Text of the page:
Any plan that is brought forth that does not hold us together in unified relationship reflects not the unity of the body of Christ but the emotional needs to resolve our own disgust and/or anger.

As Jesus said, you will be known by your love for one another. Or perhaps when Paul said that we are one in the Body of Christ. Or perhaps Revelation’s image of the peaceable kingdom where the lion and lamb are together. The Biblical witness is continually calling humanity to set anger and disgust aside for the sake of being in loving relationship. May my beloved UMC confront the disgust and anger in our lives, repent of the temptation of the pseudo-righteousness on full display that is only there to mask addiction we have to disgust and anger. Come Lord Jesus!

The Word of the Lord Was Rare These Days

There is a little verse near the beginning of the book 1 Samuel that goes like this 

"Now the boy Samuel was ministering to the Lord under Eli. The word of the Lord was rare in those days; visions were not widespread." - 1 Samuel 3:1

Often we read "the word of the Lord was rare in those days" and assume it was because the most extravagant visions of God (flood, destruction of towns because of hospitality, pillar of cloud and fire, burning bush, etc.) were over. Perhaps this it is also true that the word of the Lord was rare because people were not able to access it. That is what makes something rare, our ability to access it. Diamonds were rare, now they are mass produced and much easier to come by. Eating oranges in December in the North was rare, but no more. Rare does not mean gone, just difficult to access.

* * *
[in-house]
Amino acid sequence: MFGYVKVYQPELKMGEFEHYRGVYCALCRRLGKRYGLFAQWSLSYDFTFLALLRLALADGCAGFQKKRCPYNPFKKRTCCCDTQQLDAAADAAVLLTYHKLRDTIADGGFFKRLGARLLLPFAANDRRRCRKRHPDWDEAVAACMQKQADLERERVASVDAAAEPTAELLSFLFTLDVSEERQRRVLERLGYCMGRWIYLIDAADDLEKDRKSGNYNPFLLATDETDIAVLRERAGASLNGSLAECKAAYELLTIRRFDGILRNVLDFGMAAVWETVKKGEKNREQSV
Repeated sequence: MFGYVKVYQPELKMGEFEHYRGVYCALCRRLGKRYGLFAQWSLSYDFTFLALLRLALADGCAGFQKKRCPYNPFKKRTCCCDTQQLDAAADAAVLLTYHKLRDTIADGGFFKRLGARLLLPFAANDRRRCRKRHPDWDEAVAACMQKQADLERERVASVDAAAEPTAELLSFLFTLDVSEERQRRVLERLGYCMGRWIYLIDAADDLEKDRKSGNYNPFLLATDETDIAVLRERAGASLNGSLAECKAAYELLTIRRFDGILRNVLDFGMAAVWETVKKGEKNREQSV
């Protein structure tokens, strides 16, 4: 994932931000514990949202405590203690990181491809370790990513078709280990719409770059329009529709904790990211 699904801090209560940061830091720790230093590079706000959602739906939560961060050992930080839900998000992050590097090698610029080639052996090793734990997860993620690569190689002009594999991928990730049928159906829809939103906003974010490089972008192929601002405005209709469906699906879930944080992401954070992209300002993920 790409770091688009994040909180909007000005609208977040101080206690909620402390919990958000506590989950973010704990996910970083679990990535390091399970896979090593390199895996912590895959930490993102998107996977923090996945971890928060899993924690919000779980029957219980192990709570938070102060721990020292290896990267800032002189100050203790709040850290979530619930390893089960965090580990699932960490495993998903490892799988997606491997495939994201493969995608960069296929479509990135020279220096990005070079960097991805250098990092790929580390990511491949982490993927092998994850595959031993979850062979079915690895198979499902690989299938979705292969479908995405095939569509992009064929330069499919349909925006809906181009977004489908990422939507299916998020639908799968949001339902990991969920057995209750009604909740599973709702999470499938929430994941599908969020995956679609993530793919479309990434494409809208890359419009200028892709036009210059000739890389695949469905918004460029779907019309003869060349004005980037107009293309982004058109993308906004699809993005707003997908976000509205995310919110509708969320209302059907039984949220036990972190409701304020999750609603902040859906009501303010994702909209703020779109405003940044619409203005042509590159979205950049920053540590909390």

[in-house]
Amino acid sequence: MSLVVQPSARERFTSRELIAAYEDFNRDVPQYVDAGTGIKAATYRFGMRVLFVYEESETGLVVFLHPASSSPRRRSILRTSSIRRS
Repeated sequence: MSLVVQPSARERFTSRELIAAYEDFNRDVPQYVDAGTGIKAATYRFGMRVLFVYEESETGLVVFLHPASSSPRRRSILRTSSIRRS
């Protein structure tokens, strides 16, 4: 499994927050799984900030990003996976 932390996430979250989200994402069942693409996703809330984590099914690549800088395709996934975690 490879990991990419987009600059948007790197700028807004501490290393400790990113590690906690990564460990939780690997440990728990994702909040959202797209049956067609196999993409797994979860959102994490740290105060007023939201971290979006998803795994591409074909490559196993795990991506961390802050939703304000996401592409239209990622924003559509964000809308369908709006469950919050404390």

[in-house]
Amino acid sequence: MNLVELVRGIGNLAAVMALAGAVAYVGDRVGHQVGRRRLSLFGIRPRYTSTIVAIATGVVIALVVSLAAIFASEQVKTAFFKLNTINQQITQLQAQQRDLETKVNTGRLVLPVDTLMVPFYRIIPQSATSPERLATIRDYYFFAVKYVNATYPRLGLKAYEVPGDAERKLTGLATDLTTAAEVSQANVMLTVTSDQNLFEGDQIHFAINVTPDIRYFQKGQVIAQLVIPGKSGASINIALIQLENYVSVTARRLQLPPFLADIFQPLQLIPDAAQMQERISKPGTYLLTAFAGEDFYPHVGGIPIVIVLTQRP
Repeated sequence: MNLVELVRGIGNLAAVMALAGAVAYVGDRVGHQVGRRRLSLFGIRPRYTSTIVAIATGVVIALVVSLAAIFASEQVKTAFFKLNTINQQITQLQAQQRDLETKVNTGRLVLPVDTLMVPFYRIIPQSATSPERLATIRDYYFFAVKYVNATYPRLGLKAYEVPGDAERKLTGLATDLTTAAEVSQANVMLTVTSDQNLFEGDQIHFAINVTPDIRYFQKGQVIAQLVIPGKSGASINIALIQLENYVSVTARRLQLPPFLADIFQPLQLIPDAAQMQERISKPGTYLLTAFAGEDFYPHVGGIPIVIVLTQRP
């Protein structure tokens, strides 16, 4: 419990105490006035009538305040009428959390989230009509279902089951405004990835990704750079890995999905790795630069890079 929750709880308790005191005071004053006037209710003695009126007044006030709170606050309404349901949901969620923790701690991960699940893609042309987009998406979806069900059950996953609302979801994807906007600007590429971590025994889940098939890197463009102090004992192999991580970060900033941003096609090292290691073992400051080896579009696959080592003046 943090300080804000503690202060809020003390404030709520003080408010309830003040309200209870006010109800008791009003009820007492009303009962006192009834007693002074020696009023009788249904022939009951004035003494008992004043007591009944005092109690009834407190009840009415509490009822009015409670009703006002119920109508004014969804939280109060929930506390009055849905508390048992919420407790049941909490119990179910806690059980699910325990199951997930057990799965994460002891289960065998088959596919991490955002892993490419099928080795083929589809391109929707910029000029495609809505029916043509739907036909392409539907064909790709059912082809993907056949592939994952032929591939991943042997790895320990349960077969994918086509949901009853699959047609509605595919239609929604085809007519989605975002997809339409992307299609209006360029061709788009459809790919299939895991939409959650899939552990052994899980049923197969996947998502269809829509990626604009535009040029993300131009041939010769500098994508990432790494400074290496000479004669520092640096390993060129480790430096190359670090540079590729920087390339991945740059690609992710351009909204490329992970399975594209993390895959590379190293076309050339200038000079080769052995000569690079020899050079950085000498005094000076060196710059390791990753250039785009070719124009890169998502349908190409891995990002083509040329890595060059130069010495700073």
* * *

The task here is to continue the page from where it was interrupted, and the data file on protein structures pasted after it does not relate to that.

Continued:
I offer up the reason the word of the Lord was rare then, and is today, is not because it is not present but because we do not access it. And we do not access it not because it is behind a locked door but because we do not want to access the word of the Lord. 

Throughout the Bible the word of the Lord was prophetic truth that was spoken from within a group to that very group. It is Moses calling the people to follow the law. It is the leaders of the tribes that Amos calls cows. It is Jesus having harsh words for the leaders of the religion he was a part of. 

Angry mob from wikipedia

Angry mob from wikipedia

Critiquing other tribes is easy and primal. Critiquing your own tribe is difficult and divine. 

Today we have "prophets" who are condemning other tribes. The left condemns the right and the right condemns the left. There is a place for critique of the powers and principalities to be sure, however what connects the prophet to the divine is the prophets willingness to critique their own tribe and even their own self. This is what contributes to the beauty of scripture. If you were going to decree a set of texts as holy and authoritative for a religion would you pick texts that decry your people's own failures or would you only select the texts that show your side as winners? 

The word of the lord is rare in these days. It is easier to rally the base with talking heads than to examine our own hypocrisies, deficiencies and sin. 

(This post was inspired by Phil Ochs' song, Love me, I'm a Liberal, introduced to me via this brilliant Intercept episode.)